Alexis Sound Rebecca Monitor loudspeaker



It's hard to forget the absolute magic that came from my first high-end audio rig. Can't believe it's been over twenty years now! That system consisted of a heavily modified Hafler amplifier, Krell preamp and an Audio Alchemy digital front-end driving a pair of Maggie 3.3s. All cabling was Kimber PBJ. In terms of performance per dollar, it was very impressive.  The sound was big, ballsy, intensely transparent and, at the same time, intensely musical. Names like Dan D'Agostino, Mark Schifter, Bob Carver and Jim Winey bring a smile to my face because they remind me of my humble beginnings.

Fast-forward to 2014 and we find ourselves in a very different milieu. Yes, there are still companies that make good  sounding products at affordable prices, like PS Audio, April Music, Emotiva and Creek Audio to name a few. But nowadays we are dumbfounded at $150,000 price tags from Magico, Wavac or Audio Note and others. Sheer astonishment at these prices keeps guys like us looking their way and giving them our attention.

And, perhaps far too often, we get fooled into believing that a high price tag is the cost of admission into the wild and crazy world of high-end audio. Of course, that just isn't true. I define high-end audio by one thing and one thing only: performance.

Case in point: the Alexis Sound Rebecca monitor loudspeakers, retail price: $850.00!

Alexis Sound is comprised of a group of former DIYs (Do It Yourselfers). Ken Lin is the head task master behind the Rebecca but there are other designers, sharing similar passions, all involved in the choice of crossover parts, type of drivers, and the etc.  After gaining some Internet notoriety in Taiwan for great sounding, budget-conscious loudspeakers, this team decided to turn professional and officially launched their first product, the Rebecca monitor. Their goal was to create an affordable, efficient transducer whose dynamic measurements were technically excellent.

The Rebecca is an average looking, two-way monitor employing a ribbon tweeter, the Alexis Ribbon One (AR1). This driver employs two powerful neodymium magnets and an ultra-light (18 mg) ribbon. This driver is said by the designers to have extremely smooth frequency response and lack the “etched” character that plagues some other ribbon designs. The 6.5" midbass driver is sourced from the legendary SB Acoustics and boasts a rigid Open-Cast Aluminum frame. The Natural Sound Crossover (NSX) is the heart and soul of the Rebecca according to Ken Lin. Trying to avoid too much enthusiasm from Lin, I did some of my own research and found out some interesting facts.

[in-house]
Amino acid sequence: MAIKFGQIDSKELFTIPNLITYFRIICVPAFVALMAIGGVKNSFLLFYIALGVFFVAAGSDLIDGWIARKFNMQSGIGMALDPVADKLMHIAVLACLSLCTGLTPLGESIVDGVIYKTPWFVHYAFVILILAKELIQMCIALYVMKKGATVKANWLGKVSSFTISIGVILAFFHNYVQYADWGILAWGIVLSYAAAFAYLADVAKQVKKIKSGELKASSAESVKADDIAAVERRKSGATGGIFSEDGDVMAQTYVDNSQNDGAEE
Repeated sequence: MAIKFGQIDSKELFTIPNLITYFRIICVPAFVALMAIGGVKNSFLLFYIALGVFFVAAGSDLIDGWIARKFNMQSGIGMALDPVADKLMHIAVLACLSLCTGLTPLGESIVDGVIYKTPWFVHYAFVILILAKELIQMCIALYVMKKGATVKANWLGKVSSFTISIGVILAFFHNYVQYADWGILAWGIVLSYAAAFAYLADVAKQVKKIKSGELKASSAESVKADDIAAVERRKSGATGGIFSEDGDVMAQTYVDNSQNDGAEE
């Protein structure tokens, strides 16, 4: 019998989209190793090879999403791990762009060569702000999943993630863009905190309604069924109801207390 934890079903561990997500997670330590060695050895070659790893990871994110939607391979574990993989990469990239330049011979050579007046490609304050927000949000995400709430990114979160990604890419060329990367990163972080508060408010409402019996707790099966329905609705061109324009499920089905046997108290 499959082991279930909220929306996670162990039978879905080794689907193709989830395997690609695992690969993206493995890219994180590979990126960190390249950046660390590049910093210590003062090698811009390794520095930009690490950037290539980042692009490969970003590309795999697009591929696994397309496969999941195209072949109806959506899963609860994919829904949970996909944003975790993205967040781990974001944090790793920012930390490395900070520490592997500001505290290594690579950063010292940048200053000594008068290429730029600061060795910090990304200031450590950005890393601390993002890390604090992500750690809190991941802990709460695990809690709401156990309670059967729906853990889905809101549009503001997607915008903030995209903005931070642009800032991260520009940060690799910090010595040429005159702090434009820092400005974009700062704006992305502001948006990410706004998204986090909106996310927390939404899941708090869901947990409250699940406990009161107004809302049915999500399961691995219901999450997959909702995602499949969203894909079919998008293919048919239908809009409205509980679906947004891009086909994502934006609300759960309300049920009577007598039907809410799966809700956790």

The AR1 tweeter used in the Rebecca is the same one used in the $4,000 Monitor Audio PL100s. More suprisingly, the Rebecca's 6.5" mid/woofer is the same driver that is used in the $15,000 Wilson Audio's Sophia (albeit, theirs is a modified model). So, how was Alexis Sound able to use these same costly drivers and keep the price so low? Direct sales (no dealer network) and next to nothing profit is my best guess. 

The Rebecca's overall build and finish is impressive. My review sample came in a Walnut veneer with five layers of satin finish (no plastics). The cabinet is 17” tall by 8 ½” wide by 10 ½” deep and design-wise, it's a front-ported reflex. The cabinet is internally braced and uses 1” MDF for the baffle. Connectors consist of a single pair of 5-way binding posts, so bi-wiring is not possible. Of the variety of stands I had on hand, an old, reliable thick-legged pair of 24" Target stands once again provided ideal.


Listening tests were carried out primarily using the Burson Audio Timekeeper and Wyred 4 Sound miNT, with an Alex Paychev-modified Philips 1000 SACD player and a Marantz 6500 CD player. I chose Plascenia & Hijos interconnects, Bybee Super Effect Speaker Cable, and Verastarr Silver Signatures power cords. Not counting the Bybee’s and Verastarr’s lofty costs, the components were quite affordably priced, like the Rebecca itself. And literally, right from the first note, they worked together to create a wonderful sonic blend.

Recently I've been listening to Gregory Porter’s latest album, Liquid Spirit. This CD boasts 14 tracks and serves as Porter's third release and his first for Bluenote Records. This wonderfully talented musician won a 2014 Grammy Award and his performance of “Hey Laura” here, places plenty of emphasis on his intensely rich vocal range.  Here's a voice that's eerily reminiscent of some of my favorites like Nat King Cole, Joe Williams and Jon Lucien. You know right off the bat, when you mention any one of these jazz music icons, that you're talking about a weighty and gutsy male voice that can shift almost to a low baritone growl. The Rebecca was nimbly skillful at allowing Porter's voice to remain weighty, focused and authentic without a hint I was listening through a stand-mounted monitor with a limited frequency range.